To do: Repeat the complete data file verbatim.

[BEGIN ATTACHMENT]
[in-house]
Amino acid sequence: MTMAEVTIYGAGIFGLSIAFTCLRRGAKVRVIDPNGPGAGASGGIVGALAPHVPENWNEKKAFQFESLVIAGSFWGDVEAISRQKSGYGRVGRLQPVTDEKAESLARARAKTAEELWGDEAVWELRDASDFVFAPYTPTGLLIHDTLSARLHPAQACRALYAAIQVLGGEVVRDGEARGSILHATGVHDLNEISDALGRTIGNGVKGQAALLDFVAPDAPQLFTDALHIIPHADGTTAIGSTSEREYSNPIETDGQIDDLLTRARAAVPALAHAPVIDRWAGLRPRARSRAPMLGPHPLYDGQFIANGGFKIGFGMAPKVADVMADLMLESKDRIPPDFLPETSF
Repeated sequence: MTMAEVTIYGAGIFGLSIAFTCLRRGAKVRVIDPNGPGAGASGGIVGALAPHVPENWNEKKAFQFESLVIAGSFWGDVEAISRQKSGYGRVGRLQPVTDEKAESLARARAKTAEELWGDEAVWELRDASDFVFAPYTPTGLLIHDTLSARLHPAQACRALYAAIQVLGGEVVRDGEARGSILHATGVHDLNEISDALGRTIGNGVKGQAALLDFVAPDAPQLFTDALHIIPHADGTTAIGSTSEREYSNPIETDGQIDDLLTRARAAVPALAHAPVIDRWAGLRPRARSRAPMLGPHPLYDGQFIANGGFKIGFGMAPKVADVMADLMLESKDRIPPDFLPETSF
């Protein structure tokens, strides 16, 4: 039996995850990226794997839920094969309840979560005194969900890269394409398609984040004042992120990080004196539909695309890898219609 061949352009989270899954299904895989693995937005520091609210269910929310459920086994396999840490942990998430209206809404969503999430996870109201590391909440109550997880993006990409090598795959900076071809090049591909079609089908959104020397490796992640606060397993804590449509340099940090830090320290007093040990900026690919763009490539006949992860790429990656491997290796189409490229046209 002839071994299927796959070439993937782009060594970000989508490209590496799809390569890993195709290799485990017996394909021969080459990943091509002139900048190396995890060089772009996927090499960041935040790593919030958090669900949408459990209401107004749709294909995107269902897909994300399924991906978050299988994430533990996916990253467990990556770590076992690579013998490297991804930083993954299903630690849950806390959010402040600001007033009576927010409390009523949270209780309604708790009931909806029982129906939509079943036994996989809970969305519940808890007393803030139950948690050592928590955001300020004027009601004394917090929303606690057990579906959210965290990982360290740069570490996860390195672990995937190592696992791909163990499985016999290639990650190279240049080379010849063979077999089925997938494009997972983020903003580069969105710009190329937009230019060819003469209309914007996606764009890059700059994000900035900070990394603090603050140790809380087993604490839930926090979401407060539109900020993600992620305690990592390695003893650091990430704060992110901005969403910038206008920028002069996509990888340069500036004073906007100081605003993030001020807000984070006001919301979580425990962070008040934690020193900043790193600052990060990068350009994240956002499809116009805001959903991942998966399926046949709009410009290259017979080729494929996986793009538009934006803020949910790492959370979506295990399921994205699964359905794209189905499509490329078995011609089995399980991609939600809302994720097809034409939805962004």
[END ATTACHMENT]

[in-house]
Amino acid sequence: MTMAEVTIYGAGIFGLSIAFTCLRRGAKVRVIDPNGPGAGASGGIVGALAPHVPENWNEKKAFQFESLVIAGSFWGDVEAISRQKSGYGRVGRLQPVTDEKAESLARARAKTAEELWGDEAVWELRDASDFVFAPYTPTGLLIHDTLSARLHPAQACRALYAAIQVLGGEVVRDGEARGSILHATGVHDLNEISDALGRTIGNGVKGQAALLDFVAPDAPQLFTDALHIIPHADGTTAIGSTSEREYSNPIETDGQIDDLLTRARAAVPALAHAPVIDRWAGLRPRARSRAPMLGPHPLYDGQFIANGGFKIGFGMAPKVADVMADLMLESKDRIPPDFLPETSF
Repeated sequence: MTMAEVTIYGAGIFGLSIAFTCLRRGAKVRVIDPNGPGAGASGGIVGALAPHVPENWNEKKAFQFESLVIAGSFWGDVEAISRQKSGYGRVGRLQPVTDEKAESLARARAKTAEELWGDEAVWELRDASDFVFAPYTPTGLLIHDTLSARLHPAQACRALYAAIQVLGGEVVRDGEARGSILHATGVHDLNEISDALGRTIGNGVKGQAALLDFVAPDAPQLFTDALHIIPHADGTTAIGSTSEREYSNPIETDGQIDDLLTRARAAVPALAHAPVIDRWAGLRPRARSRAPMLGPHPLYDGQFIANGGFKIGFGMAPKVADVMADLMLESKDRIPPDFLPETSF
């Protein structure tokens, strides 16, 4: 039996995850990226794997839920094969309840979560005194969900890269394409398609984040004042992120990080004196539909695309890898219609 061949352009989270899954299904895989693995937005520091609210269910929310459920086994396999840490942990998430209206809404969503999430996870109201590391909440109550997880993006990409090598795959900076071809090049591909079609089908959104020397490796992640606060397993804590449509340099940090830090320290007093040990900026690919763009490539006949992860790429990656491997290796189409490229046209 002839071994299927796959070439993937782009060594970000989508490209590496799809390569890993195709290799485990017996394909021969080459990943091509002139900048190396995890060089772009996927090499960041935040790593919030958090669900949408459990209401107004749709294909995107269902897909994300399924991906978050299988994430533990996916990253467990990556770590076992690579013998490297991804930083993954299903630690849950806390959010402040600001007033009576927010409390009523949270209780309604708790009931909806029982129906939509079943036994996989809970969305519940808890007393803030139950948690050592928590955001300020004027009601004394917090929303606690057990579906959210965290990982360290740069570490996860390195672990995937190592696992791909163990499985016999290639990650190279240049080379010849063979077999089925997938494009997972983020903003580069969105710009190329937009230019060819003469209309914007996606764009890059700059994000900035900070990394603090603050140790809380087993604490839930926090979401407060539109900020993600992620305690990592390695003893650091990430704060992110901005969403910038206008920028002069996509990888340069500036004073906007100081605003993030001020807000984070006001919301979580425990962070008040934690020193900043790193600052990060990068350009994240956002499809116009805001959903991942998966399926046949709009410009290259017979080729494929996986793009538009934006803020949910790492959370979506295990399921994205699964359905794209189905499509490329078995011609089995399980991609939600809302994720097809034409939805962004």